In today’s music-server-driven world, the trend in audiophile preamps is to merge the digital-to-analog converter (DAC) with the traditional stereo preamp, which makes for a somewhat new form factor that music lovers, audio nuts and gear-heads are rejoicing over. Krell’s Phantom Series of preamplifiers now replaces the Evolution Series, which was Krell’s top offering. The Phantom line is significant to Krell fans and audiophiles, as it’s the first line of preamps designed since the departure of Krell’s founder.
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The Krell Phantom III reviewed here is the least expensive preamplifier in the Phantom line, but it is certainly not an entry-level product – far from it. The Phantom III has much of the technology featured in its more expensive siblings, but possesses a different feature set. Notably, the Phantom III is the first Krell preamplifier to come equipped with a headphone output and optional DAC module. Our review sample came equipped with the optional DAC module and retails for $7,000 (non-DAC-equipped models are $5,500).
The design philosophy of the flagship Krell Phantom preamplifier continues with the Phantom III. Like its big brothers, the Phantom III line-level preamplifier is a fully balanced, dual monaural design with separate power-supply regulation and circuit boards for each channel. The circuit boards utilize surface-mount technology with proprietary multiple-output current mirrors that offer higher open-loop linearity than traditional designs do. The circuitry also features a higher-than-normal bandwidth design (700 kHz), which is said to push signal artifacts well beyond the range of human hearing. The design uses no negative feedback. Krell’s Current Mode design utilizes current rather than voltage to transmit the signal, which is said to be better-suited to taking advantage of the higher-than-normal circuit bandwidth, as well being more immune to signal distortion than traditional voltage-based circuits are. Krell believes the sonic benefits to the current-based system are well worth the increased cost that comes with the nearly threefold increase in parts count and increased engineering burden.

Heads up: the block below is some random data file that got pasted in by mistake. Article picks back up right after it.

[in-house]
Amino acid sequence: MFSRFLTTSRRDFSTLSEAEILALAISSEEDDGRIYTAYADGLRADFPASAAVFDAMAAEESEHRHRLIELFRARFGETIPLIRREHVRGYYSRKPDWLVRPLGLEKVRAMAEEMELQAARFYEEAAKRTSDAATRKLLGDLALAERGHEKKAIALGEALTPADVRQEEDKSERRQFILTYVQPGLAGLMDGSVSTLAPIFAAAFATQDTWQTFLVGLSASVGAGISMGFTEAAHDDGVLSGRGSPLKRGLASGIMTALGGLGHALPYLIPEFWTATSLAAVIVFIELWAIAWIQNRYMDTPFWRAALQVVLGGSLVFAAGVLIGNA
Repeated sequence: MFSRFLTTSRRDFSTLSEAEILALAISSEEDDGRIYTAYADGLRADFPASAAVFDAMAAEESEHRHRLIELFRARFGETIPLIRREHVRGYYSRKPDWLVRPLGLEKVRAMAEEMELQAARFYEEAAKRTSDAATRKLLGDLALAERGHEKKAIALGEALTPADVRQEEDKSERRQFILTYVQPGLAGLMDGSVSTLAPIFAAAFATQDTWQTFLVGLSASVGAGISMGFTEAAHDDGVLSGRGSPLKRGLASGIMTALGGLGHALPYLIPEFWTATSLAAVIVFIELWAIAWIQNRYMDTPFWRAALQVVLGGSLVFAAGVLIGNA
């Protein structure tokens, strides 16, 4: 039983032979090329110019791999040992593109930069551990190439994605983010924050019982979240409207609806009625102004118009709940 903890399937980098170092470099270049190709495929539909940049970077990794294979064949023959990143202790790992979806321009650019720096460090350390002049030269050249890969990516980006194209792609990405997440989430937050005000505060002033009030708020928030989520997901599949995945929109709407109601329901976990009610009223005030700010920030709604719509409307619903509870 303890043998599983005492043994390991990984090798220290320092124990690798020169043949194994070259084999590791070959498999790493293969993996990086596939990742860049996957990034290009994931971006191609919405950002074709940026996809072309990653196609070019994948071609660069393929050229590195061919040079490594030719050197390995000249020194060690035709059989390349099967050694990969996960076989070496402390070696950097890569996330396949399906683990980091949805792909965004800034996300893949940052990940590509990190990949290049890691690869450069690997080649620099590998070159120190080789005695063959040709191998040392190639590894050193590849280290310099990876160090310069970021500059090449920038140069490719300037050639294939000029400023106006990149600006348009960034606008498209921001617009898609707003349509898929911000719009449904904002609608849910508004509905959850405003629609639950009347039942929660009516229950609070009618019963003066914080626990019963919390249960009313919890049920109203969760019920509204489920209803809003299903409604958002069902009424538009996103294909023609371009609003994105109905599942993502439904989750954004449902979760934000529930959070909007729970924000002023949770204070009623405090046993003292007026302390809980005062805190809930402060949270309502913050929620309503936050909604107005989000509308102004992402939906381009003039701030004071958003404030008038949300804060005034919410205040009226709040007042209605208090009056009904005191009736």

The volume control is via a balanced resistor ladder to minimize the impact on bandwidth and transient response of the circuitry I described above, regardless of the volume setting. The headphone output is Krell’s first. The circuitry for this is identical to the main circuitry in an attempt to provide headphone listening with the same performance as speaker playback. Headphones are booming like no other specialty audio/video product category, so many people will appreciate this design addition.
All of the circuitry described above is powered by an oversized power supply that features a 95VA transformer and 40,000 µF of capacitance. Despite the size of the power supply, the Phantom III has a new, eco-friendly standby mode that reduces power consumption to two watts. Since the introduction of Krell’s “e” series products, the company has pushed to make Krell products draw less power when in standby or running idle.
In addition to the headphone output, the optional digital module is another Krell preamplifier first. The optional DAC module has AES/EBU, coaxial and optical digital inputs that accept LPCM signals up to 24-bit/192-kHz. All digital signals are fed to an ESS Sabre ES 9018 DAC. Some of you will recognize this as the same DAC being used by Oppo, McIntosh and many others. Krell states that its implementation of this popular DAC is different than that of other manufacturers because the resulting analog signal is kept in its native current (rather than voltage) domain. The signal is then sent to Krell’s Current Mode, the discrete, balanced analog circuitry described above. Those who might think that Krell just stuck in the DAC chip from a $500 Oppo Digital Blu-ray player would be very much mistaken.
All of these audiophile goodies come neatly packaged in a nicely finished chassis that shares the current industrial-themed Krell aesthetic. However, the Phantom III does not include the polished and curved faceplate insert that’s featured on its big brothers, as well as the Evolution and Foundation Series products. A relatively short height of 3.8 inches allows the Phantom III to be placed in nearly any shelf space that can accommodate its 18.25-inch depth. Despite its relatively compact size, the Phantom III weighs in at a solid 23 pounds; I suspect much of that is due to the hefty power supply. Audio inputs include three pairs of single-ended inputs and two pairs of balanced inputs; outputs include one pair of each, plus the aforementioned 0.25-inch headphone jack. Control and trigger connections are also provided for integration and automation.